• One major impact so far this morning:  commodity prices have fallen dramatically, with Brent crude oil down 5.2% to $93.06 and copper down 3.0% to $3.5555.

China-Taiwan-United States:  Following House Speaker Pelosi’s controversial visit to Taiwan earlier this month, a bipartisan group of Congressmen landed on the island yesterday, prompting another round of protests and threatening military exercises by Beijing.  Like Pelosi, the legislators said they were visiting Taiwan to express support for its democracy and to demonstrate their right to visit the island.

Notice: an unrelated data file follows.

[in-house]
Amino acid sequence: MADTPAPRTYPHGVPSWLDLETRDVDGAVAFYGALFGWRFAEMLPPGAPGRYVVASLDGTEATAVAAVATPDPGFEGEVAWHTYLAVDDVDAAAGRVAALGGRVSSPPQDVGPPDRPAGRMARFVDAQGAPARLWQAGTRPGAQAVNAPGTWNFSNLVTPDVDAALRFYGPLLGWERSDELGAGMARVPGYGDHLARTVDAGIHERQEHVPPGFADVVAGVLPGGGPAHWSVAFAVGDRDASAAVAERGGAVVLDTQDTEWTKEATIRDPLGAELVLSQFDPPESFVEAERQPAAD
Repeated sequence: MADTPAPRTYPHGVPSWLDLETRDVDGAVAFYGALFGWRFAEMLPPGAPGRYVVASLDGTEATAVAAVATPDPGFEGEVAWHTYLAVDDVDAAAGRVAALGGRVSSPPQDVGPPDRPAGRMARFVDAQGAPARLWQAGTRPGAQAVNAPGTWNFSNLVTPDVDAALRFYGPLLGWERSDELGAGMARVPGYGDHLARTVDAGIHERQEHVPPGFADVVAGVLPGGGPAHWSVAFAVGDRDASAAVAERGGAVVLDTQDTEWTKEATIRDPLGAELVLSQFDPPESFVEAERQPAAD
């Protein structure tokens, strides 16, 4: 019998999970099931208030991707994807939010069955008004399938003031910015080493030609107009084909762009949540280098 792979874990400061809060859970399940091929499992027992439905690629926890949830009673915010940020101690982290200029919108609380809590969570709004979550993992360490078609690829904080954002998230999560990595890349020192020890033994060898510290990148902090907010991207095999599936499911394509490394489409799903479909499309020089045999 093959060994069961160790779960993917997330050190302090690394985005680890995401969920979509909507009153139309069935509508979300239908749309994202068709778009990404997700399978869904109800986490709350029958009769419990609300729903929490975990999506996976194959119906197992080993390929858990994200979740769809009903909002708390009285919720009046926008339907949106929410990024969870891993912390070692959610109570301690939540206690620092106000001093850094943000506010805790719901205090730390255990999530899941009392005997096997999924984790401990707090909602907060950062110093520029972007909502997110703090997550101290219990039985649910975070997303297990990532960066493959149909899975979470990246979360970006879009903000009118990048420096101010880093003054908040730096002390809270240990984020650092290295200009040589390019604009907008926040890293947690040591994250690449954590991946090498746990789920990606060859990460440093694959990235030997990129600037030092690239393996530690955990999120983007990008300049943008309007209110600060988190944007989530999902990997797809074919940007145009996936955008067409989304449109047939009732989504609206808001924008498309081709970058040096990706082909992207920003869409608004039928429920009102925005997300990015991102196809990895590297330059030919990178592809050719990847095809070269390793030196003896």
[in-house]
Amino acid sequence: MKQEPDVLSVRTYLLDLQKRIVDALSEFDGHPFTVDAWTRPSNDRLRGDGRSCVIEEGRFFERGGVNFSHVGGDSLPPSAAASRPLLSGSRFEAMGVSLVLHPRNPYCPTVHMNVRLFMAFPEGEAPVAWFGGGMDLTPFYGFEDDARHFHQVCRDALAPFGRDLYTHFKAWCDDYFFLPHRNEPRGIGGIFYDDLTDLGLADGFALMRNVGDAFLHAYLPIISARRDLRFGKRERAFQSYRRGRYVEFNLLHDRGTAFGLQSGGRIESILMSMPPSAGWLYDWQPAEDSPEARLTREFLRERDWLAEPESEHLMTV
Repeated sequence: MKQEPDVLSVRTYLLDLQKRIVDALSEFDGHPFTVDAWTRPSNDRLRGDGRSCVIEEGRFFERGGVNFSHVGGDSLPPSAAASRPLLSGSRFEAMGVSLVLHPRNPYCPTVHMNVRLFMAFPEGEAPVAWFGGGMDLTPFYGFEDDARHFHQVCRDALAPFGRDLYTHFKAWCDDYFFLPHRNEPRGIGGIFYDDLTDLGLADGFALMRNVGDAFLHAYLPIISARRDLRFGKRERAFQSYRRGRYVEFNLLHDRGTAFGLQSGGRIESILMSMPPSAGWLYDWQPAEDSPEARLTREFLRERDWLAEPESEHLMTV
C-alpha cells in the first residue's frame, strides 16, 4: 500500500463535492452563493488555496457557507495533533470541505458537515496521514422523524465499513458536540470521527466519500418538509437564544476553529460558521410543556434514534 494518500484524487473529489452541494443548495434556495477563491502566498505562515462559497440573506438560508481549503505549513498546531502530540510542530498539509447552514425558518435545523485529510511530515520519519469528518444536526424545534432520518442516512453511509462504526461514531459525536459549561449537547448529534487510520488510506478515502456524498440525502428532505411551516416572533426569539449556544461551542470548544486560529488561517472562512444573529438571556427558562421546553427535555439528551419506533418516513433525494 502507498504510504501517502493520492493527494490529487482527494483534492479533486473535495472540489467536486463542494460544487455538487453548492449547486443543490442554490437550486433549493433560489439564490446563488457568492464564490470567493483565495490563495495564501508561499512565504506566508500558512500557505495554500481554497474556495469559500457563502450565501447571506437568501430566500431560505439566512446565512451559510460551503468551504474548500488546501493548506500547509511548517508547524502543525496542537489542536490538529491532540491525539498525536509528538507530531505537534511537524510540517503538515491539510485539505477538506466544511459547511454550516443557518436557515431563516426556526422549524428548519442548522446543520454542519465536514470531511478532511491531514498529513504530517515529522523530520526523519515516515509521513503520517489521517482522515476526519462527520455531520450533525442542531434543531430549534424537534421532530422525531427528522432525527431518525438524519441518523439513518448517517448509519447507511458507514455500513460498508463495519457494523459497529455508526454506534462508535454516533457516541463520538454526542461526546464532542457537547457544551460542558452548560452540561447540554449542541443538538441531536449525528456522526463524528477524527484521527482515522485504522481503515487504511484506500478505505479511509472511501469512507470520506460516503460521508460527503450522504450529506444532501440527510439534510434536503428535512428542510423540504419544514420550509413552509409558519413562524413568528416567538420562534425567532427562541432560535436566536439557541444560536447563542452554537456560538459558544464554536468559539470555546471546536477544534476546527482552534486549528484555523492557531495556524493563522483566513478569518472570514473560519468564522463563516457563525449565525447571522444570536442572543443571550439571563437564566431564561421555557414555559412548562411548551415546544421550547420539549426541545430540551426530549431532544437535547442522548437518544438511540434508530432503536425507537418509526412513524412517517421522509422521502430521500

• Indeed, these Congressional visits could be seen as political “freedom of operation sailings” or FONOPS, similar to those the U.S. Navy makes throughout the waters around China to assert the right of foreign ships to sail in international waters.
  • The Congressional visits, like their naval counterparts, help to push back against Beijing’s geopolitical aggressiveness in the Indo-Pacific region, but they also raise U.S.-China tensions and increase political risks for cross-border investors.

United States-Iran:  U.S. Secretary of State Blinken has explicitly linked Iran to the attempted murder last week of irreverent novelist Salman Rushdie.  Specifically, Blinken called out Iranian institutions for inciting violence against Rushdie for generations and then gloating over the news of his stabbing last week.  The statement illustrates how the stabbing has become yet another source of tension between the U.S. and Iran.